Trump Ban Will Block Oscar-Nominated Iranian Director From Attending Ceremony
Need a reminder that federal actions affect real-life people? Here's a story for you.On Friday, President Donald Trump enacted a four-month freeze stopping all refugees from entering the United States. In addition, Trump has blocked immigrants (just non-Christians, actually) from Syria, Iraq, and five other Muslim-majority nations from traveling to the U.S….even if they have a visa or Green Card.
"Imagine being put back on a 12-hour flight and the trauma and craziness of this whole thing," Mana Yegani, an immigration lawyer in Houston, told Reuters. "These are people that are coming in legally. They have jobs here and they have vehicles here."
One casualty of this political mess is Iranian film director Asghar Farhadi.
Trita Parsi, president of the National Iranian American Council, tweeted Saturday morning:
According to Variety, Farhad's film The Salesman is nominated for a 2017 Best Foreign Language Film Oscar, and whose film A Separation won the award in 2012.
In the days following November's presidential election, Farhadi sat down with Vox to discuss - among other things - the rise of Islamophobia and Nationalism in the United States.
"I see human beings as transcending politics, as transcending everything," Farhadi began.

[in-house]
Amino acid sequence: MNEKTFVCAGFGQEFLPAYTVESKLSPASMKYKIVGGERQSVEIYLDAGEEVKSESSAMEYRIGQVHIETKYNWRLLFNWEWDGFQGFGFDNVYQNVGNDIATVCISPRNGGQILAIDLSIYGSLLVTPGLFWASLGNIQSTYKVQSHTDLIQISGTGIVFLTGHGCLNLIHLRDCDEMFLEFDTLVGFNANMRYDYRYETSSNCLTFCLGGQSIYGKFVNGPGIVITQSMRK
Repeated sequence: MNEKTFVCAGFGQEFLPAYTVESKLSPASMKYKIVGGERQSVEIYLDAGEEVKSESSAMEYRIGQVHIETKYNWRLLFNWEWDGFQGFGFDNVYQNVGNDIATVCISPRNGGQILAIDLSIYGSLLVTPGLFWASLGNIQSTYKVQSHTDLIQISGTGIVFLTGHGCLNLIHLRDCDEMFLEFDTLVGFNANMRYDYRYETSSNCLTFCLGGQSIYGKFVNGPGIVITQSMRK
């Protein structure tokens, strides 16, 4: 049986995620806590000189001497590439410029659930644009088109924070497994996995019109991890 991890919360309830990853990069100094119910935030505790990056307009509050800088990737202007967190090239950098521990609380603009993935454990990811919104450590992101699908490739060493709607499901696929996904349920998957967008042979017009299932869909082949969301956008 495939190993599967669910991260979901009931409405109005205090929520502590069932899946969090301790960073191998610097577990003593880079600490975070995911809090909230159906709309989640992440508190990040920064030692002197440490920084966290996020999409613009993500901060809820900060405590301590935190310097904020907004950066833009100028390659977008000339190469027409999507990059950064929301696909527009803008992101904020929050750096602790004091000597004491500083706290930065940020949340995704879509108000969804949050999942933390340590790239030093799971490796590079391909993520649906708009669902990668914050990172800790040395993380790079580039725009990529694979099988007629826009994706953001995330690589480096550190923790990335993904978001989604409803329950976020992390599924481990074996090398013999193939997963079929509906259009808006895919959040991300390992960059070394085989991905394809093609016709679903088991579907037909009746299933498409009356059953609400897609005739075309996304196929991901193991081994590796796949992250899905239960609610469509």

He then outlined his views on the immigration and politics.
Everything that falls under the shadow of humans and respects humanity is acceptable to me, including politics. Where problems begin to arise is when their positions become switched. For instance, ideology ascends, and humanity falls below ideology, or politics are on top and humanity takes a lower position. When the places are switched in this way, then human beings are categorized, divided. When we place humanity at the top of the pyramid, at the pinnacle, then black or white, Iranian or American, everybody resembles one another. They are all human. But if the places are switched, the first division that will occur will be, for instance, Muslim/non-Muslim. When politics dominates humanity, then it becomes Americans versus non-Americans, or immigrants.
Taraneh Alidoosti, who co-stars in The Salesman, took to Twitter to announce her protest of the Muslim ban.
Others have questioned whether the situation merits an official statement by the Film Academy.
Do you boycott an Oscars when a totalitarian regime bans its nominees from attending? This feels like an unpresidented situation— Seth (@SethAbramovitch) January 28, 2017
“It’s so profoundly sad that even as we may have problems with Iran’s government and other governments, we are now cracking down on people,” Jamal Abdi, policy director at the National Iranian American Council, told Buzzfeed. “Especially people who are producing films and are symbols of our shared humanity. We are now treating them as if they were terrorists. ...We don’t know where this type of discrimination ends. I think there is a lot of fear about what comes next.”
The Oscars award ceremony will take place on February 26 at the Dolby Theater in Hollywood.